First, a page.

TIA to anyone with the patience to explain :)

You don't need to worry about the legality of the form of the offer.

A contract to buy a house is only binding on the parties if it is in the correct form (i.e the form that the solicitor will draw up and have you sign), You can back out at any time before then, even if you didn't say "subject to whatever" when making the offer.

tim

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Sometime in the next year or so (house prices willing), I'm aiming to become a first time buyer of a UK property. I'm more familiar with the house buying process in other countries - where offers, if accepted, are legally binding on boht parties. That kind of makes the English system of non-binding offers a bit daunting... I have a few newbie questions that I'd be happy to have some advice on:

1. Solicitor or conveyencer - both are lawyers, so what's the difference? And is one preferable to the other?

solicitors are qualified as solicitors, conveyancer qualifications vary. Get a recommendation, never use the factory conveyancers in Wales.

2. Location of said solicitor/conveyencer. I live in London, looking to buy outside London. So is it better to choose a solicitor/conveyencer near where I live, or near where I want to buy?

Near where you live is useful for them to see you for ID purposes and it will make things quicker if you can drop things in at the office. However one near where you are buying will have useful local knowledge.

3. Offers: To be non-binding, I understand that offers (if written) should be marked "subject to contract and without prejudice" and that verbal offers aren't legally binding anyway. Is this correct?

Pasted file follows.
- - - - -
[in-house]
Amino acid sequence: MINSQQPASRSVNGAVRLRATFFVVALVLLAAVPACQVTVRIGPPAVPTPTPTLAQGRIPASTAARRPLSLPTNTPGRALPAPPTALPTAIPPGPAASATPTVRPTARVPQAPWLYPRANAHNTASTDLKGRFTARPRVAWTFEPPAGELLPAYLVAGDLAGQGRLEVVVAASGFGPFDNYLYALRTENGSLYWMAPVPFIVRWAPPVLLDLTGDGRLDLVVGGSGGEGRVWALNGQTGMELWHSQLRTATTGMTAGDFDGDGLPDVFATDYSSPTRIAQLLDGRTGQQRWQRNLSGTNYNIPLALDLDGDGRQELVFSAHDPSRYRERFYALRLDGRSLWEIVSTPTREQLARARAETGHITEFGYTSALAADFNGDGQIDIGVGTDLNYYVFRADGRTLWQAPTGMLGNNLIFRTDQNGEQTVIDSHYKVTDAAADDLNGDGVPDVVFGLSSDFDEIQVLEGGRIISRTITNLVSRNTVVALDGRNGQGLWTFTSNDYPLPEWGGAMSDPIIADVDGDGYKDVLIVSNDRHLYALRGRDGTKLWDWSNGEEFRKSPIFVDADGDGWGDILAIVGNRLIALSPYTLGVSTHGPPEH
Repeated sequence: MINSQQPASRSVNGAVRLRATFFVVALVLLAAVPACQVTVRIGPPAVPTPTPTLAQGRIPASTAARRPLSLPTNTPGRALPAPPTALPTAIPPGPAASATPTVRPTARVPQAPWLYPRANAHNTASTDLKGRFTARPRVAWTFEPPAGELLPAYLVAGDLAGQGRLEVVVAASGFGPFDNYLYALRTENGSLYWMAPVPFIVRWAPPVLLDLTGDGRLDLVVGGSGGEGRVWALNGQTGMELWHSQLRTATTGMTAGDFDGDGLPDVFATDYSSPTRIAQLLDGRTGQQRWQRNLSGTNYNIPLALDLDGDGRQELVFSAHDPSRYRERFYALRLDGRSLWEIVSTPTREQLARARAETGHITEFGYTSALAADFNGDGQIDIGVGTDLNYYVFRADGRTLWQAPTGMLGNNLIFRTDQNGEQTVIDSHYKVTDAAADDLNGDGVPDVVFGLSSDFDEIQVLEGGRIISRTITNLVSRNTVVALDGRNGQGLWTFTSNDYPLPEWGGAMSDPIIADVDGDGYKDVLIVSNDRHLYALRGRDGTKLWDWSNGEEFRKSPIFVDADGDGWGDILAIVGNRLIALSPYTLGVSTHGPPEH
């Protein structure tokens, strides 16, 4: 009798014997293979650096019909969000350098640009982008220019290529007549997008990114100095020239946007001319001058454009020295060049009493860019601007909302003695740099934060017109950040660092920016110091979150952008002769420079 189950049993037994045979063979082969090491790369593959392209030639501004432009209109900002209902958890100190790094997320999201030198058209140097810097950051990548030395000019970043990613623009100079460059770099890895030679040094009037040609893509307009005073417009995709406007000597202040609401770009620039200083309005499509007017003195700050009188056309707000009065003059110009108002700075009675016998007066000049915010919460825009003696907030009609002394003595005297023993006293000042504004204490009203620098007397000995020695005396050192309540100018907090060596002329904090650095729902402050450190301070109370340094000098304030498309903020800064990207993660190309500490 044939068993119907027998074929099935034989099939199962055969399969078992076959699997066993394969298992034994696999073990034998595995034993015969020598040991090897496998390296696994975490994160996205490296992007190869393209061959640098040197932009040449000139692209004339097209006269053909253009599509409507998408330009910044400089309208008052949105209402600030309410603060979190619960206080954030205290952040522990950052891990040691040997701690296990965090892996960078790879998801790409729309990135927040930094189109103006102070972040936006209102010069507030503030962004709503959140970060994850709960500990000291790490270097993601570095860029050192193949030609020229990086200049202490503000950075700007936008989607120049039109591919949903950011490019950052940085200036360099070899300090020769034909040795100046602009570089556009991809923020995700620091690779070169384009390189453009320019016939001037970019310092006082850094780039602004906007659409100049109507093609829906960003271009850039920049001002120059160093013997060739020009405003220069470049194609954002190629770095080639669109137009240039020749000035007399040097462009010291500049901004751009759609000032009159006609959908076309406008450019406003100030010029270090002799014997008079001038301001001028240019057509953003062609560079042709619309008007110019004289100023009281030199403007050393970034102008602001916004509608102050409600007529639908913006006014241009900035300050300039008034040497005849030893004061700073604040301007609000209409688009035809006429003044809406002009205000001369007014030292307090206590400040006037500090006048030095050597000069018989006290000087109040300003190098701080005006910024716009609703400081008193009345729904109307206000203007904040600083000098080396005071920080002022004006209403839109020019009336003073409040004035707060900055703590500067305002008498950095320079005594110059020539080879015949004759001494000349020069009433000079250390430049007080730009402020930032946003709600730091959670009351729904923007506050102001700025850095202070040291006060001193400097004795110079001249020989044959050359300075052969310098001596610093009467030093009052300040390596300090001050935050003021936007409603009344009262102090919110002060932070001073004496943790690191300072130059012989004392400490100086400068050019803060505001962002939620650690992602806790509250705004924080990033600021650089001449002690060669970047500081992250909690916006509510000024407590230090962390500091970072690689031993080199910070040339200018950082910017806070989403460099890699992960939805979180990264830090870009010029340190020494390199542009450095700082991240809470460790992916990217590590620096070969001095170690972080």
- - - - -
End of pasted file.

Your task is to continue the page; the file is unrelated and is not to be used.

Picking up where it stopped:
Techincally a good idea, in practice not necessary. Nothing is in stone until exchange.

4. Also on offers - is it usual for the offer also to be made subject to "survey acceptable to the buyer"? Or is it just standard practice that the vendor will make the house available to a surveyor following acceptance of an offer (or even prior to an offer)?

Again, technically correct, in practice not necessary, especially in this market.

5. What is the deal with contents? In context, where I'm from, anything that is nailed down (carpets, cooker, etc - and curtains or blinds) is a fixture of the house and automatically included in the sale. Things that aren't nailed down (rugs, whitegoods, etc) are not fixtures and not included. Here (UK) it seems you have to specify everything, down to the lightbulbs? Or have I just read too many horror-threads...? More seriously, what is "normal" to ask to be included? I guess the carpets, curtains, and cooker. What about whitegoods such as the fridge/freezer (if not built-in)? Woodburner, if it's part of the heating system?

All on the fixtures and fitting list you will get once the conveyancing begins, everything is negotiable.

TIA to anyone with the patience to explain :)

hope the above helps, if you can read my answers - note to self, dont play with the coloured font

Edited by The Conveyancer

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  • 145 Brexit, House prices and Summer 2020

    1. 1. Including the effects Brexit, where do you think average UK house prices will be relative to now in June 2020?


      • down 5% +
      • down 2.5%
      • Even
      • up 2.5%
      • up 5%